Exercise Balikatan 2016, a joint U.S. Pacific Command exercise with the Philippines that ended in mid-April, demonstrated important elements of an effective strategy to counter Chinese expansion across the South China Sea. And it’s certainly not too soon. China is expected to take preemptive action in the South China Sea before the UN Permanent Court of Arbitration announces its verdict in the Philippines v. China case, anticipated in late May or early June. Much has been done, and much remains.
Balikatan (meaning “shoulder-to-shoulder”) demonstrated U.S. and allied capability to operate ashore in a widely distributed, operationally resilient posture, employing aviation and ground weapons with the range needed to support forces operating at sea and in the air. The presence of Australian participants, and observers from Japan and other Asian countries, signals rising interest in the collective protection of accepted international law that governs access to international sea and air space. Secretary Carter’s visit and remarks to the forces ashore, followed by his visit to the USS John C. Stennis with Philippine defense minister Voltaire Gazmin, reinforced the potential of air-land-sea allied force integration. U.S. forces, including an A-10 “Warthog” element, along with Pave Hawk helicopters and associated capabilities, will remain. Joint U.S.-Philippine patrols began last month, and continued into this month. Hopefully, this heralds the beginning of a sustained U.S. presence embedded with its allies.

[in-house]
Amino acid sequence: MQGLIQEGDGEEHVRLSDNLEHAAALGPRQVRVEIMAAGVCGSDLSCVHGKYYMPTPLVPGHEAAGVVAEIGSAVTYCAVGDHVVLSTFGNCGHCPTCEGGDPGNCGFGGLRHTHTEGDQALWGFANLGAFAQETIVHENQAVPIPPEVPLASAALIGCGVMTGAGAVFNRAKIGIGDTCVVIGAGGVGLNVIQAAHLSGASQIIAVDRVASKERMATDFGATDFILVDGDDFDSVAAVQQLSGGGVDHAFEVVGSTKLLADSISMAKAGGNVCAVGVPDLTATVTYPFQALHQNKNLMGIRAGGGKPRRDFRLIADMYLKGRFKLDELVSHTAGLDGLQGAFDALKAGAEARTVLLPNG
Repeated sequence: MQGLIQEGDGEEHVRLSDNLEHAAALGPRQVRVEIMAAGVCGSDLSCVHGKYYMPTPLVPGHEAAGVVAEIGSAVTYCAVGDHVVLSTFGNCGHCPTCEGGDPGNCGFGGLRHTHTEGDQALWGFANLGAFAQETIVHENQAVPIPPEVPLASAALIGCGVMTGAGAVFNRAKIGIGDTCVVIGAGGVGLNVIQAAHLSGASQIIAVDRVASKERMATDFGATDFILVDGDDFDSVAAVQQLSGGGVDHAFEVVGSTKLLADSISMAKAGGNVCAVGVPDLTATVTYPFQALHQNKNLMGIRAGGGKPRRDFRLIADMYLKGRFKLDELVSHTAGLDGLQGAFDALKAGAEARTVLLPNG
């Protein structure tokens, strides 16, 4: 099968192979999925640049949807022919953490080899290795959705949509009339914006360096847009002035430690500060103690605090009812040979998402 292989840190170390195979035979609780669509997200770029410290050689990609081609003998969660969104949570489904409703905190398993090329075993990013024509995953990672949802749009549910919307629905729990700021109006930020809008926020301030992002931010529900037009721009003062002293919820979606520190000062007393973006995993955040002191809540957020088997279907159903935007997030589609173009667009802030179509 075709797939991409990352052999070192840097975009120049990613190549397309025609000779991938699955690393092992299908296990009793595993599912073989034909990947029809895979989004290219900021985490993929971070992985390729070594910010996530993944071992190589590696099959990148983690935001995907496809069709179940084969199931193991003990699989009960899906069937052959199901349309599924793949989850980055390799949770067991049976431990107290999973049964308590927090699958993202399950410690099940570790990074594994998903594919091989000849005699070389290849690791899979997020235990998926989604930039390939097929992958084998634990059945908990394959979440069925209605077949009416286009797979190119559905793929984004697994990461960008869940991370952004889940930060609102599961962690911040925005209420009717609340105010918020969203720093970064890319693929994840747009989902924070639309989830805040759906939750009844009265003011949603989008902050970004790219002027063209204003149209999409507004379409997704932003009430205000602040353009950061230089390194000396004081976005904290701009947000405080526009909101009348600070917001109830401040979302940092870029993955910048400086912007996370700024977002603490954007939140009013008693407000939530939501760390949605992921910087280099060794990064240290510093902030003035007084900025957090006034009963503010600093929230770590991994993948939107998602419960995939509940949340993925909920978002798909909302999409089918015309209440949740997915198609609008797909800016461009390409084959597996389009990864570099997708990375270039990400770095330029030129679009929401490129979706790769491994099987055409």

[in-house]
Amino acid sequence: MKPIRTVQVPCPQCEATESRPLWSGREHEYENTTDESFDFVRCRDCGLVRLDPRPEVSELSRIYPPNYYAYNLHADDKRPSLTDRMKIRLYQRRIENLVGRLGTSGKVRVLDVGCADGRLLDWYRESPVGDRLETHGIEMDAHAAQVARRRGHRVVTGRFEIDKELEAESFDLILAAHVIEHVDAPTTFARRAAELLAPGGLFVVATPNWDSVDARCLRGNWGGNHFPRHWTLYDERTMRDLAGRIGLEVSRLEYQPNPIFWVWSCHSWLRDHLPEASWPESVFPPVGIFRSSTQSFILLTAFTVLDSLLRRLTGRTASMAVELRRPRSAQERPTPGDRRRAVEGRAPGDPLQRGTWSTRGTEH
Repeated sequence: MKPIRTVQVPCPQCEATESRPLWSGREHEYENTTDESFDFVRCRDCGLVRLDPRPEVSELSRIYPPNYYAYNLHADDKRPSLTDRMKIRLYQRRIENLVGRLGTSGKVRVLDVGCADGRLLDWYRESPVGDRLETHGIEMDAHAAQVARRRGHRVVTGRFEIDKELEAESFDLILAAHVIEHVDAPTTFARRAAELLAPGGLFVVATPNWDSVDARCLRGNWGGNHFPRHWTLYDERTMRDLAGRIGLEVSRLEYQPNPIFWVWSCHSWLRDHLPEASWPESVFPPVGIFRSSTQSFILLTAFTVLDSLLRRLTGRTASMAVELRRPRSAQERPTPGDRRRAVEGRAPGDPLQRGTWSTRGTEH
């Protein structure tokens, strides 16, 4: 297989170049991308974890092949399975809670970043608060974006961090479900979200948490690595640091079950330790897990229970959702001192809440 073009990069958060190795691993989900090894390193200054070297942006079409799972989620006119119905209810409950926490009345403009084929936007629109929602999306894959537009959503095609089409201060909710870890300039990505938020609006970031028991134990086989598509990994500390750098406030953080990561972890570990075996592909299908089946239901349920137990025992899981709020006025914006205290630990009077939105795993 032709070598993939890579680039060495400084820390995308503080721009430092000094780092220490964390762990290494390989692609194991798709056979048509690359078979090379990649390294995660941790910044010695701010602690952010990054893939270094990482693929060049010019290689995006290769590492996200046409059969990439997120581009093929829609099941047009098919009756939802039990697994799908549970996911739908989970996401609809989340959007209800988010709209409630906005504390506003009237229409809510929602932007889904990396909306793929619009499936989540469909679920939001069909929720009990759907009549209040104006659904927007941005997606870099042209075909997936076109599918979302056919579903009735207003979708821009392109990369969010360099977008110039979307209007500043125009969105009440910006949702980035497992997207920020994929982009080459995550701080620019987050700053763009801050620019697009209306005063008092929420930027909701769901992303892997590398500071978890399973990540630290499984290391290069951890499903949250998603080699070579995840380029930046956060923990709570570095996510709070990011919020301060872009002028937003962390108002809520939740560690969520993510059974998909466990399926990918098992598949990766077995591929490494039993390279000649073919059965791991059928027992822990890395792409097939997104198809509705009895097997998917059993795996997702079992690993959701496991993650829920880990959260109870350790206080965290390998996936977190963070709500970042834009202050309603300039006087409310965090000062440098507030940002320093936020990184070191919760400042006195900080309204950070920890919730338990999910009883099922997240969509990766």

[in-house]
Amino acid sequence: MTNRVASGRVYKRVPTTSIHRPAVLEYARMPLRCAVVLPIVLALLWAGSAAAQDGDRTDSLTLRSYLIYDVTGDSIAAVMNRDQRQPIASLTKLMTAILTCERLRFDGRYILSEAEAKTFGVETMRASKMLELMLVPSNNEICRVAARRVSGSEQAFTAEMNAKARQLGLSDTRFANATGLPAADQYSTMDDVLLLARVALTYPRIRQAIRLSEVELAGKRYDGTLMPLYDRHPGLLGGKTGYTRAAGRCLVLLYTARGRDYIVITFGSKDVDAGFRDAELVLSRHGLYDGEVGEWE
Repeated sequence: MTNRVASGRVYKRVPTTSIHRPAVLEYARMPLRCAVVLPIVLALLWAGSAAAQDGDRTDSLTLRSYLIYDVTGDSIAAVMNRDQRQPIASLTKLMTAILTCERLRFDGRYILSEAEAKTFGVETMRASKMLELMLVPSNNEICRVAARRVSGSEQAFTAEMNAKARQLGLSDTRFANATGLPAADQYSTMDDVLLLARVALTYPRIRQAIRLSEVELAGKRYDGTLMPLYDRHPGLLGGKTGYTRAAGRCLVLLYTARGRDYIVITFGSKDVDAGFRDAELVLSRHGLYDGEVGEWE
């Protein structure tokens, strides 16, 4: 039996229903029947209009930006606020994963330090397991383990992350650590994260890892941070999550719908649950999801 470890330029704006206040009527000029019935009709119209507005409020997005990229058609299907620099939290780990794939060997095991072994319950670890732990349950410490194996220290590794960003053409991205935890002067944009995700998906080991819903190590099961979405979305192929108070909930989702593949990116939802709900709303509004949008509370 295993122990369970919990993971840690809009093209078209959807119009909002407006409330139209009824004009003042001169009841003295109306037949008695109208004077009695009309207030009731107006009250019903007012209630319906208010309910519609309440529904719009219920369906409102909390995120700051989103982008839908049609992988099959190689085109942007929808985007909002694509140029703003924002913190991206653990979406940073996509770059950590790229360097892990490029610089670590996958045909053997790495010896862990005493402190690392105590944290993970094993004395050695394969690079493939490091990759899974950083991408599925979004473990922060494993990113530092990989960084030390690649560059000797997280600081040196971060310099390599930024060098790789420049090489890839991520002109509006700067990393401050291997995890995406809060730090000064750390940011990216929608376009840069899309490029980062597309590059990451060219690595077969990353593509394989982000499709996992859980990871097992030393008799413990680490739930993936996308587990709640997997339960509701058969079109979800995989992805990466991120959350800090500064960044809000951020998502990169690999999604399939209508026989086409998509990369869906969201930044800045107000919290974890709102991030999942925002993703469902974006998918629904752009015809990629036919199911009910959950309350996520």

The ability to operate highly mobile, widely distributed forces, able to integrate long-range fires in support of naval and air forces well out to sea, is vital to the defense of extensive littoral areas along the first island chain. Mobility within a widely distributed posture offers a constantly changing target picture, despite the pervasiveness of surveillance means. A widely distributed and mobile posture also provides a response to weapons that are accurate at distance. Japanese observers undoubtedly drew conclusions, validating their current plans for a “western wall” and integrated air-land-sea maneuver capability in the Ryukyus. This posture is also ideally suited for long-term U.S. presence to help enhance Philippine capability in a politically acceptable—even welcome—manner.